BRD’s strategy is directly aligned with Rwanda’s economic transformation plan (National Strategy for Transformation).
Fitch Ratings has assigned Development Bank of Rwanda (BRD) a Long-Term Issuer Default Rating (IDR) of ‘B+’ with a Stable Outlook.
Fitch has also assigned BRD a Support Rating Floor (SRF) of ‘B+’ and Support Rating (SR) of ‘4’.
According to a statement from Fitch Ratings, the Long-Term IDR and SRF of the state-owned policy bank, BRD, are equalised with Rwanda’s sovereign rating (B+/Stable). It said that the Stable Outlook on BRD’s Long-Term IDR mirrors that on the sovereign rating.
“BRD’s ratings reflect Fitch’s view of the Rwandan authorities’ high propensity to provide extraordinary support to the bank, if required, as well as its limited ability to do so, in particular in foreign currency as indicated by the sovereign’s Long-Term Foreign-Currency IDR,” the statement reads in part.
Fitch’s view of the sovereign support reflects BRD‘s state-ownership and its important and clearly defined policy role in financing the country’s priority sectors as part of its development mandate.
BRD is Rwanda’s sole development bank and its unique business model would be difficult to replicate by other domestic financial institutions.
The bank is 97%-owned by the government, via the Agaciro Development Fund (Rwanda’s sovereign wealth fund, 55%) and the Rwanda Social Security Board (42%) and is overseen by the Ministry of Finance.
Sovereign support available to BRD also includes a track record of capital injections in recent years, which strengthen BRD‘s ability to deliver on its ambitious developmental objectives.
BRD is supervised by Rwanda’s Central Bank, the National Bank of Rwanda, and subject to compliance with the prudential requirements, albeit with certain exemptions (in particular for asset quality, loan restructuring and FX risk management).
A government-led transformation of BRD initiated in 2016 has strengthened the bank and contributed to its improving financial profile.
Achieving financial sustainability is a key objective for the authorities as the bank resumes lending and fulfils its policy objectives.
BRD reported profits in 9M19 owing to improving asset quality (impaired loan ratio of 10.4% at end-3Q19, down from 22.3% at end-2018) after several years of losses. BRD‘s performance continues to be dragged down by relatively high funding costs and large FX translation losses due to its unhedged foreign currency funding.
BRD‘s cost to income ratio remains high (9M19: 87%), although improving on the back of ongoing business reorganisation.
Like all policy banks, BRD has a higher risk appetite and finances emerging industry sectors and customers that commercial banks view as too risky.
Lending is typically longer term (average tenor in the book is 84 months) and on preferential terms, including favourable terms and long grace periods.
BRD is entirely reliant on wholesale funding, including long-term funding from multilateral development financial institutions and Rwandan government agencies, and grants.
The government does not extend funding guarantees, but this has not affected BRD‘s funding profile so far. However, it does affect its funding costs.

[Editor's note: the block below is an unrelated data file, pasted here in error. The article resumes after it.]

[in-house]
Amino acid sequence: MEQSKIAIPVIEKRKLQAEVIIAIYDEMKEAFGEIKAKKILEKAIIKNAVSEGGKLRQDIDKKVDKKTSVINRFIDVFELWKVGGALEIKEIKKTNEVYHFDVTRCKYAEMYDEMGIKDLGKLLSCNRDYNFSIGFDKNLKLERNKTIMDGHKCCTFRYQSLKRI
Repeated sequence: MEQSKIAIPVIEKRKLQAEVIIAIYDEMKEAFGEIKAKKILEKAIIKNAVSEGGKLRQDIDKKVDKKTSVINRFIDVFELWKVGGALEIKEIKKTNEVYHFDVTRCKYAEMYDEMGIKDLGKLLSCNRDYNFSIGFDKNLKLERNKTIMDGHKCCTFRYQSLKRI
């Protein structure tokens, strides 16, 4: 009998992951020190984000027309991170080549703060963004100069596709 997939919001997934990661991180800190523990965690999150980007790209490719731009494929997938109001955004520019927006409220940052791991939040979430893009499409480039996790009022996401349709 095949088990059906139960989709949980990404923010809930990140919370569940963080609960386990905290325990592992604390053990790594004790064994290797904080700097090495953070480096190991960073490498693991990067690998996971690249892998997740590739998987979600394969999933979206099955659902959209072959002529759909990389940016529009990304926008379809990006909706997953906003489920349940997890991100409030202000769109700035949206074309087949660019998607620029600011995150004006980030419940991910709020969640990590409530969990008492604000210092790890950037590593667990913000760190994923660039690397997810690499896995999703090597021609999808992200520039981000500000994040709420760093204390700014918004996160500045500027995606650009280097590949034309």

BRD receives annual capital contributions from the state to fulfil its mandate. Capitalisation metrics are healthy, with a tangible common equity/tangible assets ratio of 25.4% at end-3Q19.
The two main state-related shareholders increased BRD‘s share capital in 2018 by Rwf 31.8 billion (equivalent to US$34 million).
“We believe that BRD‘s capital increase will be completed according to schedule,” Fitch Ratings said.
As is usual for development banks, Fitch does not assign a Viability Rating to BRD. This is because its business model depends on state support and, in our view, its unique policy role cannot be carried out on a commercial basis.
IDRs, Support Rating and Support Rating Floor
Factors that could, individually or collectively, lead to negative rating action/downgrade:
The most immediate downside rating sensitivity for BRD‘s IDRs, Support Rating and SRF would be a downgrade of Rwanda’s sovereign ratings. BRD‘s ratings are also sensitive to a reduced propensity of the authorities to support the bank.
This could be indicated by a change in BRD‘s policy role, such as a shift into commercial activities, or a material reduction in government ownership. Our assessment is that this is unlikely over the rating horizon.
Factors that could, individually or collectively, lead to positive rating action/upgrade:
Upside ratings potential is currently limited. The most immediate upside rating sensitivity for BRD‘s IDRs, SRF and SR would be an upgrade of Rwanda’s sovereign ratings.
Best/Worst Case Rating Scenario
International scale credit ratings of financial institutions issuers have a best-case rating upgrade scenario (defined as the 99th percentile of rating transitions, measured in a positive direction) of three notches over a three-year rating horizon; and a worst-case rating downgrade scenario (defined as the 99th percentile of rating transitions, measured in a negative direction) of four notches over three years.
The complete span of best- and worst-case scenario credit ratings for all rating categories ranges from ‘AAA’ to ‘D’.
Best- and worst-case scenario credit ratings are based on historical performance. For more information about the methodology used to determine sector-specific best- and worst-case scenario credit ratings.